Although many will find it surprising, the measure we chose to use for the goal of improving the "quality of academic programs" is our ranking in U.S. News & World Report. Admittedly, this is not a very creative measure, but we chose it because these rankings have become a de facto standard of excellence for prospective students and faculty that we felt we could not afford to ignore. U.S. News began ranking graduate schools of education in 1995. Unfortunately, over the last five years the Rossier School of Education has lost ground. Our overall ranking has fallen, from 23 in 1995 to 31 in 1999. Particularly troubling is our low "reputation" ranking (32) by academics in 1999.

An alternative view is that being ranked overall as a "31" is acceptable, as there are 1,191 graduate schools of education, both public and private, and this rank places us in the top 3 percent of all graduate schools of education. In addition, we have achieved the goal of being among the top 10 schools of education at private universities. Clearly, we needed some agreed-upon benchmarks in order to measure progress and to judge what we meant by "success."

To create such benchmarks, we analyzed the top 10 schools of education in the U.S. News rankings. To derive a benchmark average, we computed a median for all ranks and a mean for the other indicators. (For example, the mean of the average 1998 verbal GRE score for these institutions is 549. Also, the median reputational rank by academics of universities is "5", which indicates that one-half of the universities in the top 10 were below this tied rank and one-half of the universities were above this rank. Note that we truncated the median values in Table 2 to whole numbers to facilitate discussion.) These benchmark statistics are shown in Table 2.

We then compared the computed benchmarks with our USC rankings. As shown in Table 2, we have many opportunities to improve. For example, the benchmarking GRE verbal score is 549, whereas our GRE verbal score is 503. Overall, compared with this benchmark, we have to improve by approximately half a standard deviation. To do so we are creating a set of specific initiatives to support improvement across a broad range of indicators. The reputation ranking will be the most difficult benchmark to change quickly, as reputations often take decades to change. However, improvement on the remaining rankings is amenable to creative, short-term interventions.

The final step in the process of creating benchmarks is to develop effective graphics that allow stakeholders to see easily how we are doing in meeting/exceeding the benchmarks. (See Chart 2 on the AAA Webpage for several prototype displays.) Such displays need to be created for each indicator and updated with real data annually. The format for the displays was modified from an idea -- "dashboard" -- suggested by Christopher Meyer in the Harvard Business Review(Vol. 72, No. 3, 1994) and in use by some businesses.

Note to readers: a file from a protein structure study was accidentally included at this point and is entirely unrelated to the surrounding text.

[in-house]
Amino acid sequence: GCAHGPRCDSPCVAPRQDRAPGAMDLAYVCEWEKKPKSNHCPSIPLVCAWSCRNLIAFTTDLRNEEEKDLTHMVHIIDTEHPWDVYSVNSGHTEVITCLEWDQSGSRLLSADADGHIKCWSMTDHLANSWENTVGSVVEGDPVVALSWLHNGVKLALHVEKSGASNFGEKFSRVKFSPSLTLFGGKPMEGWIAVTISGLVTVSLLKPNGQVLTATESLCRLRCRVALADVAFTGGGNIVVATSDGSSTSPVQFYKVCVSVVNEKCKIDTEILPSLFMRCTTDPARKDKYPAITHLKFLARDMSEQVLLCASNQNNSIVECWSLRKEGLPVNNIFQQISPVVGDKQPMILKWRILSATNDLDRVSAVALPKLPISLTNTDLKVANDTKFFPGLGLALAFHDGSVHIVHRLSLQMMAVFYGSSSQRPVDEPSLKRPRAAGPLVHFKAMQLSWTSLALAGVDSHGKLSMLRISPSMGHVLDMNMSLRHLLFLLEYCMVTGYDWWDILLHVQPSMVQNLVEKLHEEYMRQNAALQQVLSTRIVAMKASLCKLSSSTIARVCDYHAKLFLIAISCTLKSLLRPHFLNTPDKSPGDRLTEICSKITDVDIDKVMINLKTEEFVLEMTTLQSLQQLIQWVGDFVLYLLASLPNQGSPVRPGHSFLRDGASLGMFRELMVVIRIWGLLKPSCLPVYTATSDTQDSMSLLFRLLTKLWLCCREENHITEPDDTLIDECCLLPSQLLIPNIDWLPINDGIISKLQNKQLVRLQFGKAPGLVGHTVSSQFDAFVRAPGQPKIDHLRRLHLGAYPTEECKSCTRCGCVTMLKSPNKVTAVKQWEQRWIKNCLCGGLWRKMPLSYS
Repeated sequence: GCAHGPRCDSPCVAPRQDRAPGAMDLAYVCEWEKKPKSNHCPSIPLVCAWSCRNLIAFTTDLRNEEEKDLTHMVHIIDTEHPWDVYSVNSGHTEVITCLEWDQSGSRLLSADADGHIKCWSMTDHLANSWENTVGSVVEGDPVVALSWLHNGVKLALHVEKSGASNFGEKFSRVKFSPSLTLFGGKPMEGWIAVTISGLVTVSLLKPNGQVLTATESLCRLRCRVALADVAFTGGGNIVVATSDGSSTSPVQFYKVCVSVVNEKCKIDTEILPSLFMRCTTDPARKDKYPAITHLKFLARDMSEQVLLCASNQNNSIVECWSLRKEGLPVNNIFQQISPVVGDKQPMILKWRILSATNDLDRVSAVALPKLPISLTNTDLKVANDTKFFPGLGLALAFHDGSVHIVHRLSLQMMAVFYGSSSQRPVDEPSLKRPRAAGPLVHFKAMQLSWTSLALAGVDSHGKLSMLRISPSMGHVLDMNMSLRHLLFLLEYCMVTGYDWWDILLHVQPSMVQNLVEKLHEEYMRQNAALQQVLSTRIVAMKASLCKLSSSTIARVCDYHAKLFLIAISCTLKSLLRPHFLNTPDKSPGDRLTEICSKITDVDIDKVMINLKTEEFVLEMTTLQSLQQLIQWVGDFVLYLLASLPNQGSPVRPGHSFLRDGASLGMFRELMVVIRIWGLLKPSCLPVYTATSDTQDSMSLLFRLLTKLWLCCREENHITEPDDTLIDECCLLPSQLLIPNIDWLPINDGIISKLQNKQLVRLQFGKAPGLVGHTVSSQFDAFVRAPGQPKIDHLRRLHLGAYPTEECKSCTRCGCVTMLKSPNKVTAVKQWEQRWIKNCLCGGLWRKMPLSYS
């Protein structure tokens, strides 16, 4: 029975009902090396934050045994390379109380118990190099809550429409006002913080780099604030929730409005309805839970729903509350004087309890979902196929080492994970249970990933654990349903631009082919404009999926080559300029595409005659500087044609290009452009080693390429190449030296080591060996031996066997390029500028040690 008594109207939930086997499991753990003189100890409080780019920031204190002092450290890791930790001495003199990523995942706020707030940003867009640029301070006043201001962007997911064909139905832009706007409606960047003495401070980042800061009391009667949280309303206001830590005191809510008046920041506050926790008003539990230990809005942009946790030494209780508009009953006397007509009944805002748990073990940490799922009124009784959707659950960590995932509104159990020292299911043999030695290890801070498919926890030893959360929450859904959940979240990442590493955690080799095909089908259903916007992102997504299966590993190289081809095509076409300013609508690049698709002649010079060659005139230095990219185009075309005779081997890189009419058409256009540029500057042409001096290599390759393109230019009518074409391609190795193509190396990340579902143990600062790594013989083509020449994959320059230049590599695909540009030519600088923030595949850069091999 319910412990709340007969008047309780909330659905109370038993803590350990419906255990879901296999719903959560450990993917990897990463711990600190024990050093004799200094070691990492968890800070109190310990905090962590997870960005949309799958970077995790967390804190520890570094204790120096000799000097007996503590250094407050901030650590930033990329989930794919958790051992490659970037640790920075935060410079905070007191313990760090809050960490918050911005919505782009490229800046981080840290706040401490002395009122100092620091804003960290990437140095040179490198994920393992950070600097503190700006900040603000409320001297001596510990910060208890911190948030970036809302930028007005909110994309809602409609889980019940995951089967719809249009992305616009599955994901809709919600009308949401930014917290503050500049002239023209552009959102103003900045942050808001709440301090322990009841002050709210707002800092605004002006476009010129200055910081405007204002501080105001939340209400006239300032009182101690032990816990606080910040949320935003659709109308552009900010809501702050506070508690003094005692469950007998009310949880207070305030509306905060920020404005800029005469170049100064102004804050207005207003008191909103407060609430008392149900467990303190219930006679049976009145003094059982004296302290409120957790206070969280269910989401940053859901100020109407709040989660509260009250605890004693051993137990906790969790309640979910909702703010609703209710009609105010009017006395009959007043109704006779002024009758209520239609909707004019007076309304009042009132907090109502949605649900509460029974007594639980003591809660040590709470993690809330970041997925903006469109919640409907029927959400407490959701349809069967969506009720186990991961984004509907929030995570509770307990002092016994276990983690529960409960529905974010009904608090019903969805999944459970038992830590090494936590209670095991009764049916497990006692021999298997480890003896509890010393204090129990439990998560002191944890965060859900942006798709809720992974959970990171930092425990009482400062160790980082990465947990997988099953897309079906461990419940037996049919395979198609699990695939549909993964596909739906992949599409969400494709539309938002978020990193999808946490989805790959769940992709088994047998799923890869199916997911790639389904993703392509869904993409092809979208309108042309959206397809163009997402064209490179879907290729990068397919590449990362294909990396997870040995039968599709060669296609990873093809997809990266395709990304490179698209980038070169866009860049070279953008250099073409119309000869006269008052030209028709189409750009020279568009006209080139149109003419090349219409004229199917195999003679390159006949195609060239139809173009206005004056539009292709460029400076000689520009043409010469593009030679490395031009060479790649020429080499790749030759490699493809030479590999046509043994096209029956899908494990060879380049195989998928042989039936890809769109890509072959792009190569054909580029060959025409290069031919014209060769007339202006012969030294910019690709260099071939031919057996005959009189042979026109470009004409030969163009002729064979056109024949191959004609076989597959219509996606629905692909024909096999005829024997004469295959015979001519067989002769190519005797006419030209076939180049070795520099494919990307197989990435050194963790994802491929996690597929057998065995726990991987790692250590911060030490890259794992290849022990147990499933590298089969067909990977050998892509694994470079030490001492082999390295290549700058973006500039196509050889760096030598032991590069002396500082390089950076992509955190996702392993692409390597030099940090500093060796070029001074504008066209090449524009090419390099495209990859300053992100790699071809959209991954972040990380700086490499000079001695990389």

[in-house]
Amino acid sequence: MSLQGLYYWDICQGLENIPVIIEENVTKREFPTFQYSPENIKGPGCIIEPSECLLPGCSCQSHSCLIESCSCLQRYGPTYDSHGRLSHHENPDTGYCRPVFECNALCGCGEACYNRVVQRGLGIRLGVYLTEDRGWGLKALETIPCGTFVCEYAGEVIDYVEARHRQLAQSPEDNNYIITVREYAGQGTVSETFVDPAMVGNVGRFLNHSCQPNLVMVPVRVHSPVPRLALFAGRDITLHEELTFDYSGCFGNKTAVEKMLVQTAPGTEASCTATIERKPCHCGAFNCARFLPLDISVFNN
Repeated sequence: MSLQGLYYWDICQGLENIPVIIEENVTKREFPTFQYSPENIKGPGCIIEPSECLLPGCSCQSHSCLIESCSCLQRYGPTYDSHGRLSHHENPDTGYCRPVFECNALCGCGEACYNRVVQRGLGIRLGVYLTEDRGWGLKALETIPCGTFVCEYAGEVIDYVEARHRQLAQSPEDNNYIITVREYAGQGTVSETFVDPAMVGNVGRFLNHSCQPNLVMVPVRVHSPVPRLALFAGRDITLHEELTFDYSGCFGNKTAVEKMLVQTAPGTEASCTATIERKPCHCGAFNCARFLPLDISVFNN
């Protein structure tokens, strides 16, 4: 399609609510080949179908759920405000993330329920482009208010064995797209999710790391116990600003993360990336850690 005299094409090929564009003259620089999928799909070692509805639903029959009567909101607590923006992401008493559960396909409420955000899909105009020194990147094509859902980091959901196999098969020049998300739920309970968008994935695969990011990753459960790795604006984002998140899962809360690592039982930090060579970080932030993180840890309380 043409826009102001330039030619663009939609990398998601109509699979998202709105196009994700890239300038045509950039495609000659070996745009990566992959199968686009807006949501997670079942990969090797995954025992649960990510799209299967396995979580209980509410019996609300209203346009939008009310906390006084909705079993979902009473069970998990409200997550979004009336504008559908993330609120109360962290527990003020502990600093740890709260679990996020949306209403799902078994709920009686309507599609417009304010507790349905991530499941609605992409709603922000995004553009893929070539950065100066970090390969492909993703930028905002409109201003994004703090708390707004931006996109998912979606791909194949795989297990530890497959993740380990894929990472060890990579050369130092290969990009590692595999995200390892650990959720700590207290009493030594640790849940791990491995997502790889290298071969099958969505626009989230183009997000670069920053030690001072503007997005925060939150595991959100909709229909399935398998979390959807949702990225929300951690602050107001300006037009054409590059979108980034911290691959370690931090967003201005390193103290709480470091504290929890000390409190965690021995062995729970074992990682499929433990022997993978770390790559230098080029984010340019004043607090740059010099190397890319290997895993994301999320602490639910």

How Does the Academic Scorecard Help the Administration?
From the perspective of a central administration, an instrument like the academic scorecard should make it easier for the university to accomplish its strategic goals. The USC provost desires metrics of excellence to help him determine the quality of an academic unit and whether it is increasing or declining. This is particularly important in a university like USC, which is highly decentralized and where most academic and budgetary decisions are made at the dean's level without the involvement of the provost. The motivation behind "metrics of excellence" reflected in the provost's realization that a balanced budget in itself was a very weak indicator of academic quality. But the provost gets 19 to 20 reports from the various schools and departments of the university annually, and the provost's office has not been successful in developing a systematic way of comparing and evaluating those reports. A mechanism for doing so might be an academic scorecard completed by each unit.

The scorecard is attractive because it offers a format within which to establish common measures across academic units that have shared characteristics. For example, at USC the Schools of Education, Social Work, and Planning and Policy Development are organized into a cluster that is expected to play a leading role in advancing the "Urban Paradigm," one of the university's strategic pathways.

Given this shared mission, it would make sense for these three schools to develop some shared metrics of excellence to report on how well they are doing vis a vis this urban strategic initiative. The academic scorecard provides a practical way of doing this, and the next phase of our project will be to pilot its use among volunteer schools within USC. Clearly, for the administration, one of the advantages of a group of schools adapting the scorecard is that it would enable systematic follow-up --something that is impossible under the current system.